No other area in Havana gives such a vivid and immediate impression of the city’s history as Habana Vieja (Old Havana). Cobbled plazas, shadowy streets, colonial mansions, leafy courtyards, sixteenth-century fortresses and architecture famously ravaged by time and climate are all remarkably unmarred by modern change or growth. Ironically, however, the very lack of urban development between the 1960s and 1990s, which allowed the historical core to be so untouched, was the same force that allowed for the area’s subsequent decay. The huge restoration project of this UNESCO World Heritage Site that began some 25 years ago is visibly still underway today, and though there are now one or two whole streets almost completely lined by beautifully renovated buildings, much work remains. But though its central streets are heaving with visitors, Habana Vieja is no sanitized tourist trap, and the area buzzes with a frenetic sense of life and a raw sense of the past – for every recently restored colonial building, there are ten crumbling apartment blocks packed with residents. And in the side-streets, neighbours chat through wrought-iron window grills and schoolchildren attend classes in former merchants’ houses.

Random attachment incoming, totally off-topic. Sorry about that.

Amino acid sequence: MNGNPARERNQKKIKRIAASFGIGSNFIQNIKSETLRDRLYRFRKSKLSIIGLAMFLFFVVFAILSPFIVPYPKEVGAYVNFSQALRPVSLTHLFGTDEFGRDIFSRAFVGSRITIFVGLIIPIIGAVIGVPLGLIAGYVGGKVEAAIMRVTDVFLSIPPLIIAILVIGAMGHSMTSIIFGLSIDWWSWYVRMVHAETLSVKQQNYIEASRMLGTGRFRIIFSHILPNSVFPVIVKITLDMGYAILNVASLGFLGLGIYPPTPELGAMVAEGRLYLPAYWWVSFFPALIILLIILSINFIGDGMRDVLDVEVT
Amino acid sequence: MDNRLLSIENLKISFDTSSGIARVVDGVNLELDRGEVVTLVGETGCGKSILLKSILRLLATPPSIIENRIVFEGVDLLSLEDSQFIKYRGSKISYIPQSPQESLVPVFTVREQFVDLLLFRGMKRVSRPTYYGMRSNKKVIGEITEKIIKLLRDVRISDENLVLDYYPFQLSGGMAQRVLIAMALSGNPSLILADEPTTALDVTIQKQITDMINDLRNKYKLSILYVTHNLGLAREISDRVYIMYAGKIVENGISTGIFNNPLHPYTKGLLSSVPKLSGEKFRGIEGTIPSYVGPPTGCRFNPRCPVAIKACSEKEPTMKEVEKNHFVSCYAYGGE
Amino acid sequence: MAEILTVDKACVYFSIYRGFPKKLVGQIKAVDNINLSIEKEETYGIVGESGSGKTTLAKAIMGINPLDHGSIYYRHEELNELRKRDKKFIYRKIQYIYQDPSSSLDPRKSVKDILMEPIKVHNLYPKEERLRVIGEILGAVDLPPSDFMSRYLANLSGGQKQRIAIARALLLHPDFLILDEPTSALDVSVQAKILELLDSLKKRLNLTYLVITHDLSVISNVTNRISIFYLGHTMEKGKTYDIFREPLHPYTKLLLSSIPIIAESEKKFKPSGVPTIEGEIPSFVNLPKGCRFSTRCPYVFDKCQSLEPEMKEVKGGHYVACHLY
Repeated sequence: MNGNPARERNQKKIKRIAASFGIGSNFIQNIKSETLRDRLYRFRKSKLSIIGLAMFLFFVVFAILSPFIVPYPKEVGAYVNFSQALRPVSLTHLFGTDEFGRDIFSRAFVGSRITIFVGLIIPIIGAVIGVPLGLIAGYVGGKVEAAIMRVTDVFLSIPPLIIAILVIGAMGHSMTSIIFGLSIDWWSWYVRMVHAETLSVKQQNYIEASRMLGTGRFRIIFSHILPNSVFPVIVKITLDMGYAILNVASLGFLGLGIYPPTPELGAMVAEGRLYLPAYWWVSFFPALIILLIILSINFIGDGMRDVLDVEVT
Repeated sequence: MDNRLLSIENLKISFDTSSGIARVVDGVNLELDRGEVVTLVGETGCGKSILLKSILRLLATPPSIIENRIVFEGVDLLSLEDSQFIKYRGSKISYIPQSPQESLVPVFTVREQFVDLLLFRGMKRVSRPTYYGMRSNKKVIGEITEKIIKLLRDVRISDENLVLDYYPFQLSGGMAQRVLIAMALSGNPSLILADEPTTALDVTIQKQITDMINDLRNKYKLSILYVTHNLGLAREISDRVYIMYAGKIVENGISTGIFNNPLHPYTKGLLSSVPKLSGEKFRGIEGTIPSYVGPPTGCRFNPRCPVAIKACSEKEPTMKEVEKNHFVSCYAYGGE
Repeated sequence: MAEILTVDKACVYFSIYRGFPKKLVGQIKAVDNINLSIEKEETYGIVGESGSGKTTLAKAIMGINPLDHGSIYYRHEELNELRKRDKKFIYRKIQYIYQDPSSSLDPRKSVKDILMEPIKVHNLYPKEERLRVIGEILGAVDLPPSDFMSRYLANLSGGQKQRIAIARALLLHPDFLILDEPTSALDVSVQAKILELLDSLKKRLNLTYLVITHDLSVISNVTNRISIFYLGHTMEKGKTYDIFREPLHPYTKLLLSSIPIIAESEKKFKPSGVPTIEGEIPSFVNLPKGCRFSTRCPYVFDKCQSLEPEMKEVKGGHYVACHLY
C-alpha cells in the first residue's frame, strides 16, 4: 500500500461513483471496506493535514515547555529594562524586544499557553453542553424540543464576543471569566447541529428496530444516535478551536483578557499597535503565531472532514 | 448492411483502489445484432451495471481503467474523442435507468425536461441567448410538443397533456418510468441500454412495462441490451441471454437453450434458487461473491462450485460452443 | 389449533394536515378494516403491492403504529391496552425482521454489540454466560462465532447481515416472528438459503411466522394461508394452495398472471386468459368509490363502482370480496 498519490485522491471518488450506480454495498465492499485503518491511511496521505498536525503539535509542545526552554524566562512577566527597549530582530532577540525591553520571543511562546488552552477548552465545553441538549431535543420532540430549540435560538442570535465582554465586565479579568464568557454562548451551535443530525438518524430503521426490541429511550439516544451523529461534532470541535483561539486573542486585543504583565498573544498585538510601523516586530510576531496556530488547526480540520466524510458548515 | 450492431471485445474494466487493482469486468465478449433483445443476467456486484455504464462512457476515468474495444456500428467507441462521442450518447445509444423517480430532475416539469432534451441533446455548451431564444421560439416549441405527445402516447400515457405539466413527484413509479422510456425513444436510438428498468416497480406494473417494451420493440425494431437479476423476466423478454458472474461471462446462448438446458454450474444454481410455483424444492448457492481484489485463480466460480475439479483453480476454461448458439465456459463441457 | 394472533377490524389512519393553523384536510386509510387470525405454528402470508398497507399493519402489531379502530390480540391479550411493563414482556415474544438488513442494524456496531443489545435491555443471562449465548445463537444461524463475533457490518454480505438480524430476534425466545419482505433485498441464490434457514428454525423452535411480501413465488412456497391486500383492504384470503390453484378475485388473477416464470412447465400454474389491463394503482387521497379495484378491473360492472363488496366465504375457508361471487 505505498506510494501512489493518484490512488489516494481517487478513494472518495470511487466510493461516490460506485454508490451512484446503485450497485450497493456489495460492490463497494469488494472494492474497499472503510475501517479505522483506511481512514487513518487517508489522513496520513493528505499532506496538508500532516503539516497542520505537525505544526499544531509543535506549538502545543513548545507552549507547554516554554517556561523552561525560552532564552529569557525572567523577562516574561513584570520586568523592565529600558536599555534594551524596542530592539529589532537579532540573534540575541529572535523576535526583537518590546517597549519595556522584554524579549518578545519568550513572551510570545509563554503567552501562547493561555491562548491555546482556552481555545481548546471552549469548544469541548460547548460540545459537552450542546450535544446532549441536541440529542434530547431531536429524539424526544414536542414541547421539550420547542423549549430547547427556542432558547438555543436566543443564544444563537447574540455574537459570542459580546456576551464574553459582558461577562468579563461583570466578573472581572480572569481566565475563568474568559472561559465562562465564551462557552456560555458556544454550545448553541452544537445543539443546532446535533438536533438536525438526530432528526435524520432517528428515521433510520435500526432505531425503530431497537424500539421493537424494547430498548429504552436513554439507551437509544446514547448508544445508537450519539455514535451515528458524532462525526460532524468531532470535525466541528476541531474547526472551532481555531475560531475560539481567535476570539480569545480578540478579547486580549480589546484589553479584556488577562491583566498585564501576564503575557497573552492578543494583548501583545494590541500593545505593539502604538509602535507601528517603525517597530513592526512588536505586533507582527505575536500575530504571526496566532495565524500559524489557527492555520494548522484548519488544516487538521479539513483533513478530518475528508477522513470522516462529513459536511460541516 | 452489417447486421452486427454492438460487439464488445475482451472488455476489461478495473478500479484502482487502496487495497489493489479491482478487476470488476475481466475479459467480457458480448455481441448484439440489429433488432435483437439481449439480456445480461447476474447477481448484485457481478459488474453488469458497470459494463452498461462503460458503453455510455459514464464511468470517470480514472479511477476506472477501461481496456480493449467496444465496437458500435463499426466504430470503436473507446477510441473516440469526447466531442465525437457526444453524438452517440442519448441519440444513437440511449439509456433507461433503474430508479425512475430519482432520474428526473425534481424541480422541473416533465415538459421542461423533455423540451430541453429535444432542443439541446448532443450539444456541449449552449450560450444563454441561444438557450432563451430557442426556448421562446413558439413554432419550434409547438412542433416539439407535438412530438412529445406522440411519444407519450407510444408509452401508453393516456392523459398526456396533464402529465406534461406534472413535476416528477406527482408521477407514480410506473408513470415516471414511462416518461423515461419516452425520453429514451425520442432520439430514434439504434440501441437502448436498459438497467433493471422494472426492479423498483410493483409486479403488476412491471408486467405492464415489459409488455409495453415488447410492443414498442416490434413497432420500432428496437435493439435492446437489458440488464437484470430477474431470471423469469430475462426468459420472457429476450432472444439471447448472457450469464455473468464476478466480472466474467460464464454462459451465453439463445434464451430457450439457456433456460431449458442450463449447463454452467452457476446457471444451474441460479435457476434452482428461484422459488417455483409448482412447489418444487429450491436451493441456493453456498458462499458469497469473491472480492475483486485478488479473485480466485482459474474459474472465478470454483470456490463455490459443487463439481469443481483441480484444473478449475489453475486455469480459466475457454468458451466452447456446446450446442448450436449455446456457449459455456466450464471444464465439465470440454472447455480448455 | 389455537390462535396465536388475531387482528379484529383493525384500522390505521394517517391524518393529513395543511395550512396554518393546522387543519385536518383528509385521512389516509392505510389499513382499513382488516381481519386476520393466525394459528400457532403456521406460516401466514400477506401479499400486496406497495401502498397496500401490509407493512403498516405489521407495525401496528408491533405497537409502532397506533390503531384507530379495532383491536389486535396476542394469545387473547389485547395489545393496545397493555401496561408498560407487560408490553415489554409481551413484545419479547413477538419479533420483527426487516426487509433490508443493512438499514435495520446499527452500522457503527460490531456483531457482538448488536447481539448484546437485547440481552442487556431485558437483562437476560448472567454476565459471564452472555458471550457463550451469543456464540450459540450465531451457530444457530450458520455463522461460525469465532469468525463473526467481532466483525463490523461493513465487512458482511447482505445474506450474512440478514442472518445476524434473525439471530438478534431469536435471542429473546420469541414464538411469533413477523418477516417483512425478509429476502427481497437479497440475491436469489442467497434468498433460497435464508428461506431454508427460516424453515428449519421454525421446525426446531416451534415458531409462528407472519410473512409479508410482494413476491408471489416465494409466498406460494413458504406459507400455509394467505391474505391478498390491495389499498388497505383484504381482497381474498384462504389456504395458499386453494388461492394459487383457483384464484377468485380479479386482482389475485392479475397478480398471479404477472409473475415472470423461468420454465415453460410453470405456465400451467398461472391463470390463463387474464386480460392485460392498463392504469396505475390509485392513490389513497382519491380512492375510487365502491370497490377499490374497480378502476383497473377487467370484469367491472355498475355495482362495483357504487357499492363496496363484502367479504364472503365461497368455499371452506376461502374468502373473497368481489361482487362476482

Habana Vieja’s main sightseeing area is relatively compact and made for exploring on foot. Although the narrow streets and eclectic architecture lend a sense of wild disorder, the straightforward grid system is very easy to navigate. The Plaza de Armas is the core of the historic old city and the logical starting point for touring the district, with numerous options in all directions, including the prestigious Plaza de la Catedral three blocks away to the north and the larger but equally historic Plaza Vieja five blocks to the south.

For the other unmissable sights head from the Plaza de Armas up Obispo, Habana Vieja’s busiest street, to the Parque Central. The wide boulevards and grand buildings on this western edge of Habana Vieja differ in feel from the rest of the old town, and belong to an era of reconstruction heavily influenced by the United States, most strikingly in the Capitolio building. Some of the most impressive museums are here, including the Museo de la Revolución and the Museo Nacional de Bellas Artes, Cuba’s best and biggest art collection.

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